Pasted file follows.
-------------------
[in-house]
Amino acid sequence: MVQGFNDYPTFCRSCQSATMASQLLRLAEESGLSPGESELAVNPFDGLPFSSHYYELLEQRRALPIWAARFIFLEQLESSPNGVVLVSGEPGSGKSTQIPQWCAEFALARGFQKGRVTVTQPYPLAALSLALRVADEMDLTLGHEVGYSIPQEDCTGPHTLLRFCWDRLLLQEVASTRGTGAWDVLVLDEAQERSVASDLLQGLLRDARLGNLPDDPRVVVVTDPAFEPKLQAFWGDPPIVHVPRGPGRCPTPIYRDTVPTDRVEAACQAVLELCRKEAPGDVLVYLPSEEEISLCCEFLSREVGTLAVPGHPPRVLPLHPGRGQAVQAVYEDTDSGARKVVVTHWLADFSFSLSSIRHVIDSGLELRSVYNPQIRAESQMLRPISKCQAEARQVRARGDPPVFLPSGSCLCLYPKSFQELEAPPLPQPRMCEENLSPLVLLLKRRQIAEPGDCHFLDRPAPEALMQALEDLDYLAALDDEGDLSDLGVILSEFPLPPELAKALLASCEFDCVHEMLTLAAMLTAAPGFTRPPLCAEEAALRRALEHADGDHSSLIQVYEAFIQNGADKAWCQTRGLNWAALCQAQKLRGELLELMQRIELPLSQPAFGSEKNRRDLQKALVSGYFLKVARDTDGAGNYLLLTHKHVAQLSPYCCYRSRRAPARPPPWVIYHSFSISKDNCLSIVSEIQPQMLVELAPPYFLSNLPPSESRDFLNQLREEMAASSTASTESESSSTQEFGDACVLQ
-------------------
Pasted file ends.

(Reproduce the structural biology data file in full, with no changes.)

[in-house]
Amino acid sequence: MVQGFNDYPTFCRSCQSATMASQLLRLAEESGLSPGESELAVNPFDGLPFSSHYYELLEQRRALPIWAARFIFLEQLESSPNGVVLVSGEPGSGKSTQIPQWCAEFALARGFQKGRVTVTQPYPLAALSLALRVADEMDLTLGHEVGYSIPQEDCTGPHTLLRFCWDRLLLQEVASTRGTGAWDVLVLDEAQERSVASDLLQGLLRDARLGNLPDDPRVVVVTDPAFEPKLQAFWGDPPIVHVPRGPGRCPTPIYRDTVPTDRVEAACQAVLELCRKEAPGDVLVYLPSEEEISLCCEFLSREVGTLAVPGHPPRVLPLHPGRGQAVQAVYEDTDSGARKVVVTHWLADFSFSLSSIRHVIDSGLELRSVYNPQIRAESQMLRPISKCQAEARQVRARGDPPVFLPSGSCLCLYPKSFQELEAPPLPQPRMCEENLSPLVLLLKRRQIAEPGDCHFLDRPAPEALMQALEDLDYLAALDDEGDLSDLGVILSEFPLPPELAKALLASCEFDCVHEMLTLAAMLTAAPGFTRPPLCAEEAALRRALEHADGDHSSLIQVYEAFIQNGADKAWCQTRGLNWAALCQAQKLRGELLELMQRIELPLSQPAFGSEKNRRDLQKALVSGYFLKVARDTDGAGNYLLLTHKHVAQLSPYCCYRSRRAPARPPPWVIYHSFSISKDNCLSIVSEIQPQMLVELAPPYFLSNLPPSESRDFLNQLREEMAASSTASTESESSSTQEFGDACVLQ